The finish line is in sight to choose a new county manager for Jackson County.
Nearly two-thirds of Jackson County voters who visited the polls last week said yes to a referendum question asking to raise the county’s sales tax by one-fourth of a cent. Education leaders are rejoicing at the outcome.
The Jackson County Branch of the NAACP will host more than a dozen like-minded Western North Carolina organizations in Sylva on June 13 for an event called “Mountain Moral Monday.”
The event will include a keynote address from Rev. Dr. William Barber II, president of the North Carolina NAACP, as well as speeches from local people who have been negatively impacted by the policies being passed in Raleigh for the last several years.
As an associate professor of physics at Western Carolina University who specializes in astronomy, Dr. Enrique Gomez may be used to looking up at the sky, but as the president of the Jackson County Branch of the North Carolina NAACP, he also concentrates on issues that are a little more down to earth.
When Jackson County sent out bucketloads of mail this spring announcing new values for every property in its borders, Harris Regional Hospital got a piece of paper declaring that its campus was worth a little over $42.3 million — the tally rises to $48.9 million with all the auxiliary holdings included.
Haywood and Jackson counties could have a long road ahead in their property tax disputes with Duke LifePoint, which owns Haywood Regional Medical Center and Harris Regional Hospital.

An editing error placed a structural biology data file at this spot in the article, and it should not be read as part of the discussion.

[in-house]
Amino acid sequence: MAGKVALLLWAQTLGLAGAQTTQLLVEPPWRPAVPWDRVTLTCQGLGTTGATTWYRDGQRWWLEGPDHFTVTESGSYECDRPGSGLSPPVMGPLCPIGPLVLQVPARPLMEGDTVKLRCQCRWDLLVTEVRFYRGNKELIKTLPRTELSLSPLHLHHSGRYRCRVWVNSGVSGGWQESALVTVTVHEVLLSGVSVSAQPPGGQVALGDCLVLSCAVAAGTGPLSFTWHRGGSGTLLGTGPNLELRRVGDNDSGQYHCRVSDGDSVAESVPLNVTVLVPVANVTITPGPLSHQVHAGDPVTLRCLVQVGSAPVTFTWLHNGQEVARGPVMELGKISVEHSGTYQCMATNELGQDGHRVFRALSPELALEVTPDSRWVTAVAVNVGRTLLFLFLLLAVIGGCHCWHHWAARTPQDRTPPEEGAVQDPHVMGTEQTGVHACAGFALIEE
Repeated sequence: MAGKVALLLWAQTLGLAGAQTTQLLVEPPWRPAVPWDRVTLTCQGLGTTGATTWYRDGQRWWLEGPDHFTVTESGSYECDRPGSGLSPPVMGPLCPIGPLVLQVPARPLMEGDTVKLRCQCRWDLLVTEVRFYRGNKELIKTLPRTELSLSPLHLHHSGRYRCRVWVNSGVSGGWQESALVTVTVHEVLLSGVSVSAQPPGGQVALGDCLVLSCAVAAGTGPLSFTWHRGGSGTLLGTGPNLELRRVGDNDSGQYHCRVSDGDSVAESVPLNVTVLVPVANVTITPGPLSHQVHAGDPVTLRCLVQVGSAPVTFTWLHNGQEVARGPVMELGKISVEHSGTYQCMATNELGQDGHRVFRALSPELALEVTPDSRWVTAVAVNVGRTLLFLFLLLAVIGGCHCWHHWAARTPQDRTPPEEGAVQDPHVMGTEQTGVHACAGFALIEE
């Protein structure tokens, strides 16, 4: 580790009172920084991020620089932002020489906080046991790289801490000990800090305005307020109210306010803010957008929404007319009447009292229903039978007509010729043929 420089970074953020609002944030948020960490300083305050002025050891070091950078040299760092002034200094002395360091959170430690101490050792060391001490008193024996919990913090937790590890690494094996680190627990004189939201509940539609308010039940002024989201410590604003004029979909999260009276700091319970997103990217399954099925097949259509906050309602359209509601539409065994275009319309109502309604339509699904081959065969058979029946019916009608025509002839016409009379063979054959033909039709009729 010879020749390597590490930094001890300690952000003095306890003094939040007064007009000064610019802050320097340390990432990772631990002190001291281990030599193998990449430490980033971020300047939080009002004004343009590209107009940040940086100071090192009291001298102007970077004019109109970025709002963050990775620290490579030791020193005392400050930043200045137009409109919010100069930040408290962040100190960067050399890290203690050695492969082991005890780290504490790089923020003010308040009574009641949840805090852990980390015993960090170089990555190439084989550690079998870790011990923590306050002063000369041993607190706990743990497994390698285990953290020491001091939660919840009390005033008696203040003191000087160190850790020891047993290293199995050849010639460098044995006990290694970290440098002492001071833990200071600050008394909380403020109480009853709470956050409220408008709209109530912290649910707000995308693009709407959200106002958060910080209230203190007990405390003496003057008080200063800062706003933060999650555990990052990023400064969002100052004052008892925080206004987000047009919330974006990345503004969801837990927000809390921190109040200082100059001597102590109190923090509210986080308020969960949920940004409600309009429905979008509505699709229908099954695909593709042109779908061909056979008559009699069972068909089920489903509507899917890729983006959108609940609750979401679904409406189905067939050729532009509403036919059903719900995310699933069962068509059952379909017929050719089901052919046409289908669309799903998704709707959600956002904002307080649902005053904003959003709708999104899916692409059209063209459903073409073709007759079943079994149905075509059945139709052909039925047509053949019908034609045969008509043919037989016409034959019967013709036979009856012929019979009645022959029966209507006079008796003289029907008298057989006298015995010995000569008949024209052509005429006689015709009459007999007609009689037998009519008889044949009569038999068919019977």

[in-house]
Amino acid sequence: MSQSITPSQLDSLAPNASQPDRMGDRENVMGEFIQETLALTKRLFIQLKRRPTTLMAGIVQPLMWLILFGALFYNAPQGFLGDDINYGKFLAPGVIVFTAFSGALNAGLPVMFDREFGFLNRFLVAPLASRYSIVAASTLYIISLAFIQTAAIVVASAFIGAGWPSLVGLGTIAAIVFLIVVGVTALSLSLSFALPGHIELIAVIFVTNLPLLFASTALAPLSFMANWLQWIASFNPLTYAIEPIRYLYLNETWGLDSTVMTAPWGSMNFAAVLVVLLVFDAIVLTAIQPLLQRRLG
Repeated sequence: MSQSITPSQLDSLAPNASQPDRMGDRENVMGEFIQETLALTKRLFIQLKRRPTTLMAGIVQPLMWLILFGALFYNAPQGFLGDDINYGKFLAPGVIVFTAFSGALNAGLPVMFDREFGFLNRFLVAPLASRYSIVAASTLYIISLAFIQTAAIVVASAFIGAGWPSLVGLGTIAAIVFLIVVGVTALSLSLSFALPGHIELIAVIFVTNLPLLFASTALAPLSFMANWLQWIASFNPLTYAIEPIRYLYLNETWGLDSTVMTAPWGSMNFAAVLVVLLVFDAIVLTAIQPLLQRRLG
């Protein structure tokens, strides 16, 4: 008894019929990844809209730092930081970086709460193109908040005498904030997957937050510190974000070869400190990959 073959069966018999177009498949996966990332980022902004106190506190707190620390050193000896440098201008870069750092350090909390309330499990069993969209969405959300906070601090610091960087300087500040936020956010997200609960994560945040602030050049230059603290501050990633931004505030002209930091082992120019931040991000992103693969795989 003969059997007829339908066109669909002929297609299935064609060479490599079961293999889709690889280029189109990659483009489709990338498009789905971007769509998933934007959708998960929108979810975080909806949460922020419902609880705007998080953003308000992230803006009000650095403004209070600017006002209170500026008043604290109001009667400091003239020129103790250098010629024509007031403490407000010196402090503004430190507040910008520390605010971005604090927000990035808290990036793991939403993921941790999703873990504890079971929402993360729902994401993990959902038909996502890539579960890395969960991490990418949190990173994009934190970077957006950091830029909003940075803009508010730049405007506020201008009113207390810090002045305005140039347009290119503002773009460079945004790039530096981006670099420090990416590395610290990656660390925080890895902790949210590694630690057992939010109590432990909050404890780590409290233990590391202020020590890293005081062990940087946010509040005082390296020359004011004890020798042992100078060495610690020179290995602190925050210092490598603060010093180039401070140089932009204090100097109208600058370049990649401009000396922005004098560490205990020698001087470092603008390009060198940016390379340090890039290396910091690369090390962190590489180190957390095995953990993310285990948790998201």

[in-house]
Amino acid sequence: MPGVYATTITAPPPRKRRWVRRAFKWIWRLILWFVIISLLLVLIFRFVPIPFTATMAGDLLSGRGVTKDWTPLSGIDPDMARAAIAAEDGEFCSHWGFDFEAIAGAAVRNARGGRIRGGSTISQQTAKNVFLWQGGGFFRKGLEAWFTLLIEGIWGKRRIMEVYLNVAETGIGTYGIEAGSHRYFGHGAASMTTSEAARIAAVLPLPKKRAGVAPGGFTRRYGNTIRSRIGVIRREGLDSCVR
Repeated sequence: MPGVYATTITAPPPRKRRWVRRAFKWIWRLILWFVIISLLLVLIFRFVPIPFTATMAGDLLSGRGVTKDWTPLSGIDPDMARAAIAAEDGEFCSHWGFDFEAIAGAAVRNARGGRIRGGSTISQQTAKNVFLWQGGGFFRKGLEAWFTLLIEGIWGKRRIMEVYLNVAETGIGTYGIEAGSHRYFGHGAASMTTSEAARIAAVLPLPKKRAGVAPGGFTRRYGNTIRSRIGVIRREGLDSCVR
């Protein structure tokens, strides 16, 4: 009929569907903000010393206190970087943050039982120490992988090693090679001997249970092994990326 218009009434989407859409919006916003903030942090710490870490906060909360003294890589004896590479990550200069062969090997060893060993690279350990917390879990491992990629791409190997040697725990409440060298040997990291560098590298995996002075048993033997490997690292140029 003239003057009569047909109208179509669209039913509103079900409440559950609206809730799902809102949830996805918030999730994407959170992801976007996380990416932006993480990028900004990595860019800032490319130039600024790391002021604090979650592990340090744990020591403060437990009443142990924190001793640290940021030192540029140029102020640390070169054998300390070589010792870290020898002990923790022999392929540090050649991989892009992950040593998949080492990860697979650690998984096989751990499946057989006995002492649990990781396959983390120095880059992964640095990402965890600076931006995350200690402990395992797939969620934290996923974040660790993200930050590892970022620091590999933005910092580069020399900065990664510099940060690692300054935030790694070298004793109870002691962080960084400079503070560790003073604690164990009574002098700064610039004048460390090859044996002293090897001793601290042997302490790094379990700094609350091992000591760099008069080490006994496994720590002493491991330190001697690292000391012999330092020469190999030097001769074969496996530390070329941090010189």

By David Belcher • Guest Columnist
Voters in Jackson County will have the opportunity on Tuesday, June 7, to take an important step toward addressing some significant infrastructure problems being faced by Southwestern Community College and Jackson County Public Schools.
Tourism folks in Jackson County are feeling hopeful after hiring a new marketing firm to spread the word about the county’s hidden wonders.
When a funding request for Emergency Management Services came in for more than double what Jackson County is paying now, commissioners were taken pretty far aback, asking lots of questions about the justification for the $821,000 leap and setting the issue aside for a few weeks to investigate the options.
When the polls open June 7, Jackson County voters will have a choice to make — whether to OK a small sales tax increase to provide additional funding for Jackson County Public Schools and Southwestern Community College.